2. The organization has been plagued with accusations of impropriety – not only are most of the ExCo apparently on the take but FIFA also manages not to get taxed on the money it makes out of tournaments. This is wrong – therefore I propose moving the headquarters away from the tax haven/soccer wasteland of Switzerland to somewhere earthier, with a greater football tradition, and somewhere that really needs the tax revenue. Yes, I’m talking about Bolton, England, home to a soccer club that was founded in 1894, and currently has a squad comprised of 15 different nationalities (including the USA’s very own Stuart Holden). It is also quite close to two international airports, in Liverpool and Manchester.

  3. Any member, employee or representative of FIFA who is found to be acting in an amoral or illegal manner – including but not limited to behavior such as; accepting bribes, speaking to Sepp Blatter or supporting LA Galaxy – will be defenestrated from the new 1oth floor office. Think of it as Darwinism in action. Or intelligent design in action, if you must.

  4. I will limit World Cup bidding to only those countries which have the majority of facilities (stadia, transport, hotels) already in place. It’s fine if you want to repaint a few of the grounds, but expecting us to be sanguine about you wanting to build a dozen stadia specifically for the tournament is asking a heck of a lot, especially given the palpitations South Africa gave us for the last 3 years. If you’re a country without these facilities, make sure you have them before you come running to us. As that guy said in Field of Dreams – build it, and they will come.

  5. Free cookies for everybody who votes for me!

  6. Any and all voting conducted by/for FIFA will be open and transparent. During a voting session, members’ votes will be confidential, but once the voting procedure has been completed, the votes that were recorded for each member (in each round) will be made freely available.

  7. The ExCo will be abolished and each member will have 1 vote to cast in every election and voting procedure. This is designed to remove the cabal of the Executive Committee and place the power back into the hands of the Member Associations.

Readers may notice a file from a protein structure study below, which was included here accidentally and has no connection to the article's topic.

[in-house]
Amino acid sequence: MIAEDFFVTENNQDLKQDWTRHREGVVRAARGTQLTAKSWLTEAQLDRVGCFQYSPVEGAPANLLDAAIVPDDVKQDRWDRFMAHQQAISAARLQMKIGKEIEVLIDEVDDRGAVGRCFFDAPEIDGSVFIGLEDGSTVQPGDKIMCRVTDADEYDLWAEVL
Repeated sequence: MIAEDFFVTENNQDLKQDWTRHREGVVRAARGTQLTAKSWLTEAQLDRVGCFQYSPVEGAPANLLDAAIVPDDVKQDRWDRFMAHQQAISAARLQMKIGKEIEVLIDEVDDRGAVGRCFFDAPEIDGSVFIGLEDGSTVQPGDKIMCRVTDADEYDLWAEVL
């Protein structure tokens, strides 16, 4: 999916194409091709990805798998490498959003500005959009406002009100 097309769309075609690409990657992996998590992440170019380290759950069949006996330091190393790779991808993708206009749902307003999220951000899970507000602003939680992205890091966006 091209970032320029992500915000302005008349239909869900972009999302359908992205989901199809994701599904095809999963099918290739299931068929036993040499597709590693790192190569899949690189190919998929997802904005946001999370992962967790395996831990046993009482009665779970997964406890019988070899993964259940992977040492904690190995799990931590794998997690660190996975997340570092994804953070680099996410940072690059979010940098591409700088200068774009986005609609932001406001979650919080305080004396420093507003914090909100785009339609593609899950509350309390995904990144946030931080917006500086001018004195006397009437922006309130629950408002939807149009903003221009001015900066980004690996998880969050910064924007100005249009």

8. Did I mention the cookies?

  9. Any World Cup bid that brings any of the following individuals to the final presentation will be automatically removed from contention: A sitting head of state, a former head of state, a member of the Royal Family, an individual who has been paid to appear (either an actor or a former footballer/coach), or anybody with a name that rhymes with ‘Mulin Mulati’. Currently active players are fine as long as they represent the same country for which they play/have played international soccer.

  10. I will actively encourage investigations from the media because I think that world organizations have a responsibility to be open about their endeavors and initiatives. This is especially true when the organization concerned claims “non-profit” designation and is the governing body of the world’s most popular game. Football/soccer has an amazing ability to entertain, unite, and inspire, but when the people at the top are considered to be nothing more than opportunistic charlatans, that image is severely damaged.

So there you have it. A vote for me is a vote for change. But mostly it’s a vote for me.

*I played on Dartmoor once, it was at least 1,500 feet above sea level. That’s pretty high.